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Joy Preble, the author of Dreaming Anastasia: A Novel of Love, Magic, and the Power of Dreams, was the kid who loved reading, science, history, and even math, although she was always dreadful at it. She didn't so much read as she consumed books. Vats of them. Buckets full. Baskets. Well, you get the idea. Her debut novel is a young adult contemporary fantasy with a teen girl heroine, a mysterious handsome guy, and a famous Russian witch, all inspired by Anastasia Romanov's dissappearance.

I had the fortunate opportunity to ask Joy a few questions regarding her influences and inspiration...

To read the entire interview, please visit Examiner.com

What really happened to Anastasia Romanov?

Imagine in your dreams you're the Grand Duchess of Russia. Not a bad dream, right? It sounds well and good until you realize that the Grand Duchess was Anastasia Romanov, the youngest daughter of Tzar Nicholas, whose family was gunned down in the basement of their house.

In Dreaming Anastasia: A Novel of Love, Magic, and the Power of Dreams, Joy Preble delivers a debut novel that will have you wondering, What really happened to Anastasia Romanov? Persistent rumors of her possible escape circulated since her death, fueled by the fact that the location of her burial was unknown during the decades of Communist rule. Preble has used the rumors along with her family history to create a novel that confronts Russian history in a way not many would think of.

Read my interview at Examiner.com

Dawn Aldrich tackles separation anxiety

Dawn Aldrich is a native to New England. She resides in Connecticut with her husband, Peter. Together they've raised two adult children and have one granddaughter. She holds an Associates Degree in Radio & TV Communications from Endicott College and a Bachelor's Degree in Christian Education from Houghton College.

Currently, she is enjoying writing books, writing and acting in dramatic presentations and public speaking to both youth and adults. Dawn's passion is to create a picture with words, whether it is written or spoken. It is her hope that her words encourage and impact her readers and audiences as they identify with her characters and reflect on their own lives. Told from the child's perspective, Auntie's House answers the universal questions of every child left in the care of someone other than a parent: "What will I do all day long? Are there fun things to do here? Will Mommy come back for me?"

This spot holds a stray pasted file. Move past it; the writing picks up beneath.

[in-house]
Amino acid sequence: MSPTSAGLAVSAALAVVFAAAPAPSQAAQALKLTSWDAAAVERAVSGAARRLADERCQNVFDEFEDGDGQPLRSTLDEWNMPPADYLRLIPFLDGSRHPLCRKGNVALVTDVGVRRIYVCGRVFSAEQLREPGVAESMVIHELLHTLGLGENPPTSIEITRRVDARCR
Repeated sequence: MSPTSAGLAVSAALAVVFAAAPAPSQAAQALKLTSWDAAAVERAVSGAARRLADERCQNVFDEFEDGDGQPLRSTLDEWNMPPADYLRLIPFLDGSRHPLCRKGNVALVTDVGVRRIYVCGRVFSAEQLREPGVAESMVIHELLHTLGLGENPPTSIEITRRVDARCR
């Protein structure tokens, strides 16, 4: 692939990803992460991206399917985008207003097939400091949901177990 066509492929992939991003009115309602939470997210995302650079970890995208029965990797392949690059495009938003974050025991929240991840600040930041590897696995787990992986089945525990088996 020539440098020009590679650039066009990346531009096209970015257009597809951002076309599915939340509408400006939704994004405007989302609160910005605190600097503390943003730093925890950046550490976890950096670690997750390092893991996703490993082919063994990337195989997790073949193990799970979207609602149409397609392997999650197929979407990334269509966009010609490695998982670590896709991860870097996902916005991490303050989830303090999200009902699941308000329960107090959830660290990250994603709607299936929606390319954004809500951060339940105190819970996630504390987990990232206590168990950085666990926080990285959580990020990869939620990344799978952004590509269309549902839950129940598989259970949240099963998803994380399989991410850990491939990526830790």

To read the interview with Dawn, please visit Examiner.com

A boy named Ryan who shared his creation

Ryan SanAngelo grew up in Connecticut and received his B.A. in Media
Communications at Western CT State University in December 2000. But as a sophomore in college, Ryan took a Children's Literature class that would forever change his life.

The result of the class was a wonderful picture book titled, Spaghetti Eddie, illustrated by the amazingly talented Jackie Urbanovic. Since the
book’s publication, Ryan has conducted author visits at venues throughout New England and beyond. He has delighted audiences with his charismatic performances showcasing both his book, his discussions, and his music. Ryan is also a teacher, who has a masters degree in Elementary Education and is certified to teach grades K-6. I had the fortunate opportunity to attend one of SanAngelo's performances and asked him a few questions about his unique path to publication and musical background.

To read the entire interview, please visit Examiner.com

Where do bad dreams come from?

Ever wonder where bad dreams come from? In The Dark Dreamweaver (Chronicles of Remin), you'll find they might come from an entire new world.

The book begins as 11 year old David is dreading going to bed. He spends every night trying to avoid closing his eyes, because as soon as he falls asleep, the nightmares begin again. But David is not the only one envisioning a very tall, very large man wearing a dark gray robe in his nightmares. Turns out, there's an epidemic of bad dreams sweeping the world and sleep specialists are puzzled by the rapid rise.

To read the entire review, please visit Examiner.com

Beginning today, students across the United States are celebrating Hispanic Heritage month . The first formal recognition of Hispanic Heritage was made by Congress in 1968. Originally designated as the week of Sept. 15, the celebration was centered around the Independence Days of Costa Rica, El Salvador, Guatemala, Honduras and Nicaragua, which are celebrated on Sept. 15, and Mexico, which is celebrated on Sept. 16. In 1988, the celebration was extended to 31 days, beginning on Sept. 15 and ending on Oct. 15. It now includes Chile’s Independence Day (Sept. 18) and el Dia de la Raza, or the Hispanic celebration of Columbus Day (Oct. 12).

According to the U.S. Census Bureau, more than 44 million people in the United States are of Hispanic origin. That's why it's important to teach students about the ethnic diversity in our country and expose them to world traditions. National Hispanic Heritage Month celebrates people of various different races, from more than 20 different nations around the world who share a related cultural and ethnic heritage.